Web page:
Memory Clinic Visit With Mum Today

Discussion in 'Welcome and how to use Talking Point' started by Muir, Oct 10, 2018.

  1. Muir

    Muir New member

    Oct 10, 2018
    2
    Hi all, I can't tell you how thankful I am to have found this page. Let me give you a quick rundown as to why I am here.

    Well today has just been a doozy. After a huge amount of work to convince mum to go to her appointment at the memory clinic we eventually got her there. I went in with her and omg, was she economical with the truth.

    She accepts that she may be a bit forgetful but still sat there and said that she does the cooking and the cleaning which my dad has been doing for over a year. It seems my mother wears a very rosy tinted pair of spectacles.

    By the end of the session she knew that there had been things she had been unable to do and when the clinician said that she could be put forward for a brain scan to get a diagnosis she refused. Seemingly there is nothing wrong with her apart from a bit of a slow memory and the incidents I mentioned are not correct, she is more than capable of doing the things I advised the clinician she had difficulties with.

    Cue me shutting up as I had to drive her home and didn't want to leave dad with her in a bad mood when I went back to work.

    For anyone else going through this - my mother is 74 years old and has been having difficulties for the past year although we noticed small things probably about two years ago. My mum has admitted to forgetting words in conversation but adamantly stated that everything else was fine.

    The things we have noticed -

    Calling people an hour after she has already called them.

    Forgetting that she has spoken to people on the phone

    Forgetting when she had visitors

    Unable to prepare anything but the simplest food as she can walk away and forget about the cooker - one pan has already met a firey grave.

    Passwords on the computer

    How to use the internet

    No interest in social events although moans that she doesn't get out.

    I shall be seeing them both again tomorrow lunchtime. Fingers crossed she is not going to try to convince me there is nothing wrong with her.
     
  2. Sarasa

    Sarasa Registered User

    Apr 13, 2018
    166
    Hi Muir, you have my sympathy as my mother too refuses to believe there is anything wrong and wouldn't talk to the nurse at the memory clinic after we got her there.. Does your dad think your mum is OK or does he too think things are awry? I had been worried about mum for a year or two before my brother, friends and neighbours started to notice things.
    My only advice is to either keep plugging away or step back and wait for a crisis. The latter is far from ideal but sometimes seems to be the only way.
     
  3. Muir

    Muir New member

    Oct 10, 2018
    2
    Hey Sarasa

    Dad knows that things are iffy, he couldn't miss it as he has had to take over so much recently and has been the target of much of her ire.

    I am hoping that things will still progress pretty slowly to give me half a chance to get my head round the options.
     
  4. karaokePete

    karaokePete Volunteer Host

    Jul 23, 2017
    3,045
    Male
    N Ireland
    Hello @Muir, you are welcome here and I hope you find the forum to be a friendly and supportive place.

    Do take a good look around the site as it is a goldmine for information. When I first joined I read old threads for information but then found the AS Publications list and the page where a post code search can be done to check for support services in ones own area. If you are interested in these, clicking the following links will take you there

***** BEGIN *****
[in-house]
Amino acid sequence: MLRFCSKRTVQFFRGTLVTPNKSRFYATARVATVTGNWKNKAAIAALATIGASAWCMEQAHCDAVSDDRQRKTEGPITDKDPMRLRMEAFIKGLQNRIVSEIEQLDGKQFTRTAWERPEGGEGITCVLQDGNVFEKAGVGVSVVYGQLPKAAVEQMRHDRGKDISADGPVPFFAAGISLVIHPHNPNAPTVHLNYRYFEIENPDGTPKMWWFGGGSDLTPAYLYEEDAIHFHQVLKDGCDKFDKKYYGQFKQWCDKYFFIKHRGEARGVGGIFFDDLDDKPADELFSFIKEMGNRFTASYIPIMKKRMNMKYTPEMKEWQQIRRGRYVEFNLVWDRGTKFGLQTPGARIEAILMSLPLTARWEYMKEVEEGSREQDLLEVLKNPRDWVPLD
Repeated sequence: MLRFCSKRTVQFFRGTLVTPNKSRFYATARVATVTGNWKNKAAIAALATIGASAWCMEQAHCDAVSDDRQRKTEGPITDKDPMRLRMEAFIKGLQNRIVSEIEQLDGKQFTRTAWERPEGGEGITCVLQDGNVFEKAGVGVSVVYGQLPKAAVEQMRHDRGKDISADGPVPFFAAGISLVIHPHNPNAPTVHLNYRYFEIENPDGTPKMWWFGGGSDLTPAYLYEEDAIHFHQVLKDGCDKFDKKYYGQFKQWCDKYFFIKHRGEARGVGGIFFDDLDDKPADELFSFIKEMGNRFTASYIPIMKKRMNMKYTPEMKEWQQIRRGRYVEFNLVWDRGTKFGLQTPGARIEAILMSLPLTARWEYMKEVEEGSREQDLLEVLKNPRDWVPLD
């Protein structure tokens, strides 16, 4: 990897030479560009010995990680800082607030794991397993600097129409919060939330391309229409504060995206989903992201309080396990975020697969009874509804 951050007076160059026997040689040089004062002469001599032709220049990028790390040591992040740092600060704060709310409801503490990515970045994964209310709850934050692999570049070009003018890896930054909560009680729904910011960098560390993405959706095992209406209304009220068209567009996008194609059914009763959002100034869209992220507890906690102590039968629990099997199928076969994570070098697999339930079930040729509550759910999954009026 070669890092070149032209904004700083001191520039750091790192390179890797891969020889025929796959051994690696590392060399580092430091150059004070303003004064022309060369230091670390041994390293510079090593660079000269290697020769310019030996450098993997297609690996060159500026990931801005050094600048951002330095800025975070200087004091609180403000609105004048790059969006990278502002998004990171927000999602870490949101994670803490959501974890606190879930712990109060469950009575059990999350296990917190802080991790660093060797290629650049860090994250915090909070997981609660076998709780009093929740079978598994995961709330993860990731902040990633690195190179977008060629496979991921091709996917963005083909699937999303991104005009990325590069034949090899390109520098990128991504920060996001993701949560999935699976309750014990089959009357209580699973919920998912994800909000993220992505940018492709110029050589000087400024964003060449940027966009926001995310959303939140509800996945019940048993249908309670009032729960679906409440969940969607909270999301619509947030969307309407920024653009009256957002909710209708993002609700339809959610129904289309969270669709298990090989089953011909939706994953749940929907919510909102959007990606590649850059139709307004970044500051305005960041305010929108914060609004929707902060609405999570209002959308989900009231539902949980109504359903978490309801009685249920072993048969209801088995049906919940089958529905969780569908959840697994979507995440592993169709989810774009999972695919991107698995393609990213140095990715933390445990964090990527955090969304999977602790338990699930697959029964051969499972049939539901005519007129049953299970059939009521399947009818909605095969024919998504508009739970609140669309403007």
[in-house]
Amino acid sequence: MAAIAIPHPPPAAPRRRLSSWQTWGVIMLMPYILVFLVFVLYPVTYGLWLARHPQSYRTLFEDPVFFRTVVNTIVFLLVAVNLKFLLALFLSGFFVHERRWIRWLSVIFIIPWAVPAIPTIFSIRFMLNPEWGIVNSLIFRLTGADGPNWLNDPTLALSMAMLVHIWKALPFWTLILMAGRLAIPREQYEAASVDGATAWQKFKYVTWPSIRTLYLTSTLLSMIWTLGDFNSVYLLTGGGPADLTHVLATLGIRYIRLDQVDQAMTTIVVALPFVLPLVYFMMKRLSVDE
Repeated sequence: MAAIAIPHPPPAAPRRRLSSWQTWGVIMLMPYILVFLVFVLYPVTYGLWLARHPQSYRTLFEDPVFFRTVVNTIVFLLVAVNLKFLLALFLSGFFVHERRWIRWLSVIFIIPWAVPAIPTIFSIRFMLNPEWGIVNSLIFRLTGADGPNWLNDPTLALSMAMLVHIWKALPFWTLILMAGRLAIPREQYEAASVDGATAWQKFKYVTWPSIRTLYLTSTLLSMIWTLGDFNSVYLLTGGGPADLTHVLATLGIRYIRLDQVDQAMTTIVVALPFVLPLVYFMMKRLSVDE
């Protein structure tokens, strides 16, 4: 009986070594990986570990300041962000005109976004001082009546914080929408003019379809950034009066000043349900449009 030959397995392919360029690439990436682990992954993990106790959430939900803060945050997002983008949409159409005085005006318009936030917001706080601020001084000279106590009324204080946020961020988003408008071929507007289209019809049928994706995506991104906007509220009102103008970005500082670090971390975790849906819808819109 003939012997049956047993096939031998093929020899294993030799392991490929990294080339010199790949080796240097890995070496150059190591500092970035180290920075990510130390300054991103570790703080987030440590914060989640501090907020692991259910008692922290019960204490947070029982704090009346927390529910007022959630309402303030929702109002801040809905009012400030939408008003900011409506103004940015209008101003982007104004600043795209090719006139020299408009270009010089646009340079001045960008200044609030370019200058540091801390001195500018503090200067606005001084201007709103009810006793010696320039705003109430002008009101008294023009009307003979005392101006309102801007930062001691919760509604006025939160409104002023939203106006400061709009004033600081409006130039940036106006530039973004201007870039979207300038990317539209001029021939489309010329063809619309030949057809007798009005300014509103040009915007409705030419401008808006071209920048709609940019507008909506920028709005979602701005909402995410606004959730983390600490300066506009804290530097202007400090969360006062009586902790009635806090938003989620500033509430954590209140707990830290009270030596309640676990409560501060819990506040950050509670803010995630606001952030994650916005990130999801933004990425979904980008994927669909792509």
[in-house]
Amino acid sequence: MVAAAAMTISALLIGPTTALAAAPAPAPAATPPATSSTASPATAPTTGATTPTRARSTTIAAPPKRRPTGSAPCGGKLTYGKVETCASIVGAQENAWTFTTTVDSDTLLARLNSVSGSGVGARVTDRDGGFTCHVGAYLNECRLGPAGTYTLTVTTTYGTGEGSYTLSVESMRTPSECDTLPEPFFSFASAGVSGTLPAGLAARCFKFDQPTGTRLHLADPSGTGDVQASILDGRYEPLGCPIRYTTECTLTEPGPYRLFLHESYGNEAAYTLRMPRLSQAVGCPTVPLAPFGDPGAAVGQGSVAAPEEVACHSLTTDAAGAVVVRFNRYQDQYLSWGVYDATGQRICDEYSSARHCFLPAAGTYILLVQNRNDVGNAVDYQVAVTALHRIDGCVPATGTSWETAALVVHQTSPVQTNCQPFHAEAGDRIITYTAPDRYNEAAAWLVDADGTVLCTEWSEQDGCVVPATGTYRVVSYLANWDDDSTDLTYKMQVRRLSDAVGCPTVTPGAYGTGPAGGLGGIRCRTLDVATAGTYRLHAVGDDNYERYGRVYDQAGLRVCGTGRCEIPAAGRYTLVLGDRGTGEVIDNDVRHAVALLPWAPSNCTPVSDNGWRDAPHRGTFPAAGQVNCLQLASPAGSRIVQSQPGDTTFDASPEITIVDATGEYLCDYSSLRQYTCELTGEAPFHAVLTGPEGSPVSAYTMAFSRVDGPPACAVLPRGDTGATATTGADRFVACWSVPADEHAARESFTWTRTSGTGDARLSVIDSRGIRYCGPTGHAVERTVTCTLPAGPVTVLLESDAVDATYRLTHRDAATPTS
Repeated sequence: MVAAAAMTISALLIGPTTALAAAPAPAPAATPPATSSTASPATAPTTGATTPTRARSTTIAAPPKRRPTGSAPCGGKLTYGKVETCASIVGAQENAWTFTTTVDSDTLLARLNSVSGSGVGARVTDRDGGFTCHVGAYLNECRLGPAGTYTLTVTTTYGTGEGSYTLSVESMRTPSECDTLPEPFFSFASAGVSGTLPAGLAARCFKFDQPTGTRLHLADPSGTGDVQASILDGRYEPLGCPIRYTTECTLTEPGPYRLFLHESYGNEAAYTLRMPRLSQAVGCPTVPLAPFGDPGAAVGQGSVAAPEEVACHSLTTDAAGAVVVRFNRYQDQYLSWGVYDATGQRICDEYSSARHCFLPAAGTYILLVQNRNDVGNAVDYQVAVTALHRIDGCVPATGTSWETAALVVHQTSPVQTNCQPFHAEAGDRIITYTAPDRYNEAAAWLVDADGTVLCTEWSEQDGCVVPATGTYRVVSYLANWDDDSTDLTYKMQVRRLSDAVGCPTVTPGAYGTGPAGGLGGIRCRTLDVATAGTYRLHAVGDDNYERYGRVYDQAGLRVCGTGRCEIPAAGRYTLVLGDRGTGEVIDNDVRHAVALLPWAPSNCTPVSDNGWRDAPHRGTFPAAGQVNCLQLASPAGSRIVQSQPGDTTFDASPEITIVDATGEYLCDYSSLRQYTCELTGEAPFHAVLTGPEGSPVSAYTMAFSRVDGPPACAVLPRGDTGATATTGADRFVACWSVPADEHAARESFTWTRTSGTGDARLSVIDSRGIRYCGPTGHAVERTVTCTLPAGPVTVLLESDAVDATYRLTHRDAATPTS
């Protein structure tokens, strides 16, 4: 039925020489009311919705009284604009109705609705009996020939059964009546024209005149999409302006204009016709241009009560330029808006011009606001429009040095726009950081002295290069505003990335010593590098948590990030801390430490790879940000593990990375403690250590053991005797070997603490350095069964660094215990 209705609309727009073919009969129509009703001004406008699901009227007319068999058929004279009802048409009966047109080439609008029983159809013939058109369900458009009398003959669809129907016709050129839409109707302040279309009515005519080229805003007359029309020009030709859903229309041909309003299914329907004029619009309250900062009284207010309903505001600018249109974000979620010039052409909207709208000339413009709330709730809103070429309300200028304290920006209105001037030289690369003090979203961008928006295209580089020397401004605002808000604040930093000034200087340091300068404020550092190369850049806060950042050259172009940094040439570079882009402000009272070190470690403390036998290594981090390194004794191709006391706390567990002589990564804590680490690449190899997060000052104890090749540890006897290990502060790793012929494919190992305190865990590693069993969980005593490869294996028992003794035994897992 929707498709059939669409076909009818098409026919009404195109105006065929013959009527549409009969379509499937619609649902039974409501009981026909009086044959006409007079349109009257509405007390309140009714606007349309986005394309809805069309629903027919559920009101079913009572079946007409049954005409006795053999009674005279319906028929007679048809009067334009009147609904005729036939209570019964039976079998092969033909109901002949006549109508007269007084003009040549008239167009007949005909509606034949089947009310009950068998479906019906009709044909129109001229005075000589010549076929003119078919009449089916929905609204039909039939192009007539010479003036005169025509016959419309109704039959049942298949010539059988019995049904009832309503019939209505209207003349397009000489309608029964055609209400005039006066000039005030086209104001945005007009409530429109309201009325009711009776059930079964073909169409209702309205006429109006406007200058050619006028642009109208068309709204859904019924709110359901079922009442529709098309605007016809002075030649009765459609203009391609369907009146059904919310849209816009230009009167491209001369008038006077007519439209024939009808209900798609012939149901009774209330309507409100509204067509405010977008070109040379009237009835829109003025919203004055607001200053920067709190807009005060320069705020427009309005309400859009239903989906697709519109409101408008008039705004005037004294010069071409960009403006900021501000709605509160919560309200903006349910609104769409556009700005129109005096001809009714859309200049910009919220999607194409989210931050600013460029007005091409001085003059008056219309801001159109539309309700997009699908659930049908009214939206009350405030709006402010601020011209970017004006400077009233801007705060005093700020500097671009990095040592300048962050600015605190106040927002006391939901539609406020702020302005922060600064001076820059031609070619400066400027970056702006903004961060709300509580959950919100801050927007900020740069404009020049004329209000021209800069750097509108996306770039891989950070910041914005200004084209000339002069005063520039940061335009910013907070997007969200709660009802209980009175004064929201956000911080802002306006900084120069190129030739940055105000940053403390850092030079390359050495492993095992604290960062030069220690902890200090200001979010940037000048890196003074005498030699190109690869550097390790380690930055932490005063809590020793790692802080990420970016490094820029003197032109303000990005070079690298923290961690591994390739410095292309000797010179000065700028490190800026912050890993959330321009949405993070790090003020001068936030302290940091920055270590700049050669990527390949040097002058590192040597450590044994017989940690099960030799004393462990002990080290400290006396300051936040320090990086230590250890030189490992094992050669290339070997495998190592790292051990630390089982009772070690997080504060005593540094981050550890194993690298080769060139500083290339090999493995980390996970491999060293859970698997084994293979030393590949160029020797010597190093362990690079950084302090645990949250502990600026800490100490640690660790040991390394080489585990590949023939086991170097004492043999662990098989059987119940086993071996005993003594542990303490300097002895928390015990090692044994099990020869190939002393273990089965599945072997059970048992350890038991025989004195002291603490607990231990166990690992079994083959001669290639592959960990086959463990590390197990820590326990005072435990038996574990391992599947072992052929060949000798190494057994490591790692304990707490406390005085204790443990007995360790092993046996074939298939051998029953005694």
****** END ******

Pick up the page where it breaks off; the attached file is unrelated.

https://www.alzheimers.org.uk/get-support/publications-factsheets-full-list

    https://www.alzheimers.org.uk/find-support-near-you

    You will see that there are Factsheets that will help with things like getting care needs assessments, deciding the level of care required and sorting out useful things like Wills, Power of Attorney etc.
     
  5. Grannie G

    Grannie G Volunteer Moderator

    Apr 3, 2006
    66,876
    Kent
    My husband cancelled appointments and I had to leave it to him to agree to a scan. He had always hated hospitals and was very frightened.

    I had to choose my moment, when he became really confused, to say he will get no help unless he sees a specialist.
     
  6. Kevinl

    Kevinl Registered User

    Aug 24, 2013
    4,508
    Salford
    My wife had two scans an MRI and a SPECT scan and at a stage far worse than your mum neither scan showed anything so scans don't show up everything sometime they do sometimes they don't the consultant told me.
    If she had agreed to the scan and it showed early signs of something then, there might depending on what it was get her medication which can slow the progress down.
    Let's say she did get a diagnosis how would that actually change anything? You and your dad know what the situation is and that's the reality that you have to deal with a formal diagnosis doesn't change the reality of how you'll have to adapt to the situation.
    From what you describe you might be able to get a diagnosis of a mild or even moderate mental impairment but things like Attendance Allowance aren't given based on a diagnosis and things like a council tax disregard are only give for a severe mental impairment.
    Getting a diagnosis of mixed, atypical AZ which is a mixture of AZ and vascular dementia and the consultant describing my wife as having a severe mental impairment did get us some benefits but no actual help of any sort in a physical sense.
    K
     

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